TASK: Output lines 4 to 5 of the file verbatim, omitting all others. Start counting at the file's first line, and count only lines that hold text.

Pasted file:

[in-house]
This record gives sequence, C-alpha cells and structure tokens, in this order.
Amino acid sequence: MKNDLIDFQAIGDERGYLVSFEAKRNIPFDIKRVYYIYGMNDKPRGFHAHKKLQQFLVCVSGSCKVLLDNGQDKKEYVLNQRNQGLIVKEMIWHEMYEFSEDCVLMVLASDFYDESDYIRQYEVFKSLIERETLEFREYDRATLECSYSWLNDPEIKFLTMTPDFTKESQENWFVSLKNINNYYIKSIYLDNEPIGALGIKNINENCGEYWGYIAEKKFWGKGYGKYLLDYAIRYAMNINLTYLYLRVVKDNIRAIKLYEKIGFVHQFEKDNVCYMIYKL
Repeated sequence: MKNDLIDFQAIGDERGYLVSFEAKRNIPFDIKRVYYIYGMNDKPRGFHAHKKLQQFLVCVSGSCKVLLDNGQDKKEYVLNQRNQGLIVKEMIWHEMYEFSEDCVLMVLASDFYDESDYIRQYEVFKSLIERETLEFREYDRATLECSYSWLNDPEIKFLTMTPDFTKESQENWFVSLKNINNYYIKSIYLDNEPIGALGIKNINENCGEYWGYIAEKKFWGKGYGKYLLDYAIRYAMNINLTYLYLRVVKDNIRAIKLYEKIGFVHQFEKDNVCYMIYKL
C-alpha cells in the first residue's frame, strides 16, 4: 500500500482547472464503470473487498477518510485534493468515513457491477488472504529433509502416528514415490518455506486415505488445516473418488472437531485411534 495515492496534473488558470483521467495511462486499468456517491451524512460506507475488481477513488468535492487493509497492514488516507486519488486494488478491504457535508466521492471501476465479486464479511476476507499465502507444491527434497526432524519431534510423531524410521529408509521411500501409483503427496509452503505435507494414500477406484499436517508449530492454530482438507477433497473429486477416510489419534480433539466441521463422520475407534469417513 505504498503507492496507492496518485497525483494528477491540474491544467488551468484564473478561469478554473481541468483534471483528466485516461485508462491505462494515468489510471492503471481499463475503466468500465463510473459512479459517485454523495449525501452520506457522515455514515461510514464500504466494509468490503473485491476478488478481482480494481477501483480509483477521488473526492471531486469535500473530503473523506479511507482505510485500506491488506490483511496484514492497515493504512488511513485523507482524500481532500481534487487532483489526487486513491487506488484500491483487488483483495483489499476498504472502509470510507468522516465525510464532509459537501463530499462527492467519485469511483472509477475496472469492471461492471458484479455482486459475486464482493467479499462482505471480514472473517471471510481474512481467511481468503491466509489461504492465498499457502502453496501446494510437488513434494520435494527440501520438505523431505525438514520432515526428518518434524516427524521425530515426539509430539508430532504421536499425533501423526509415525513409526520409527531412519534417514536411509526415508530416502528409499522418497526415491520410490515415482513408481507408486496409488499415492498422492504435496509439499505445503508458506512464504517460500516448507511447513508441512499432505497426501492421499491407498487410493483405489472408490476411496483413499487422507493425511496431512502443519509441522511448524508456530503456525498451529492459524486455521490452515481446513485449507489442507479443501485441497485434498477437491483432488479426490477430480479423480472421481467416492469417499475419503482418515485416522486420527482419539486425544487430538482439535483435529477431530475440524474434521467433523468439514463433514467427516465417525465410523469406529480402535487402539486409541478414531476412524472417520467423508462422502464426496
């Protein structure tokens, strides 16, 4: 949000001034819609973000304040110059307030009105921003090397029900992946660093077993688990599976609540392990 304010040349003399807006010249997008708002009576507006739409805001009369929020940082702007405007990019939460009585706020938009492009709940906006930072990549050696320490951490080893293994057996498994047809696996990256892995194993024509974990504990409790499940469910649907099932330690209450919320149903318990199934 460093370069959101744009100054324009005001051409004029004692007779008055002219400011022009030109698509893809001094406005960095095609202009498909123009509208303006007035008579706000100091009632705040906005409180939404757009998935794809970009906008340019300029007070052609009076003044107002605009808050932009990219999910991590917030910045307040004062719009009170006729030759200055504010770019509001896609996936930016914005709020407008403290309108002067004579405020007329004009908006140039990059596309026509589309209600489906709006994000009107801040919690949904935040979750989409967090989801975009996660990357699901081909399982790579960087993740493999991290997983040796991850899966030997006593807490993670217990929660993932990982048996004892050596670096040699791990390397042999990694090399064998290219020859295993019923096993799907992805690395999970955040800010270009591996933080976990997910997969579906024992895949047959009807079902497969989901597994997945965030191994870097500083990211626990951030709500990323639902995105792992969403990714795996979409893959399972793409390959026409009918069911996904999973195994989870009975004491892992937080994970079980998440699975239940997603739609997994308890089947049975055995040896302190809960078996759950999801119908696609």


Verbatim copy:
Repeated sequence: MKNDLIDFQAIGDERGYLVSFEAKRNIPFDIKRVYYIYGMNDKPRGFHAHKKLQQFLVCVSGSCKVLLDNGQDKKEYVLNQRNQGLIVKEMIWHEMYEFSEDCVLMVLASDFYDESDYIRQYEVFKSLIERETLEFREYDRATLECSYSWLNDPEIKFLTMTPDFTKESQENWFVSLKNINNYYIKSIYLDNEPIGALGIKNINENCGEYWGYIAEKKFWGKGYGKYLLDYAIRYAMNINLTYLYLRVVKDNIRAIKLYEKIGFVHQFEKDNVCYMIYKL
C-alpha cells in the first residue's frame, strides 16, 4: 500500500482547472464503470473487498477518510485534493468515513457491477488472504529433509502416528514415490518455506486415505488445516473418488472437531485411534 495515492496534473488558470483521467495511462486499468456517491451524512460506507475488481477513488468535492487493509497492514488516507486519488486494488478491504457535508466521492471501476465479486464479511476476507499465502507444491527434497526432524519431534510423531524410521529408509521411500501409483503427496509452503505435507494414500477406484499436517508449530492454530482438507477433497473429486477416510489419534480433539466441521463422520475407534469417513 505504498503507492496507492496518485497525483494528477491540474491544467488551468484564473478561469478554473481541468483534471483528466485516461485508462491505462494515468489510471492503471481499463475503466468500465463510473459512479459517485454523495449525501452520506457522515455514515461510514464500504466494509468490503473485491476478488478481482480494481477501483480509483477521488473526492471531486469535500473530503473523506479511507482505510485500506491488506490483511496484514492497515493504512488511513485523507482524500481532500481534487487532483489526487486513491487506488484500491483487488483483495483489499476498504472502509470510507468522516465525510464532509459537501463530499462527492467519485469511483472509477475496472469492471461492471458484479455482486459475486464482493467479499462482505471480514472473517471471510481474512481467511481468503491466509489461504492465498499457502502453496501446494510437488513434494520435494527440501520438505523431505525438514520432515526428518518434524516427524521425530515426539509430539508430532504421536499425533501423526509415525513409526520409527531412519534417514536411509526415508530416502528409499522418497526415491520410490515415482513408481507408486496409488499415492498422492504435496509439499505445503508458506512464504517460500516448507511447513508441512499432505497426501492421499491407498487410493483405489472408490476411496483413499487422507493425511496431512502443519509441522511448524508456530503456525498451529492459524486455521490452515481446513485449507489442507479443501485441497485434498477437491483432488479426490477430480479423480472421481467416492469417499475419503482418515485416522486420527482419539486425544487430538482439535483435529477431530475440524474434521467433523468439514463433514467427516465417525465410523469406529480402535487402539486409541478414531476412524472417520467423508462422502464426496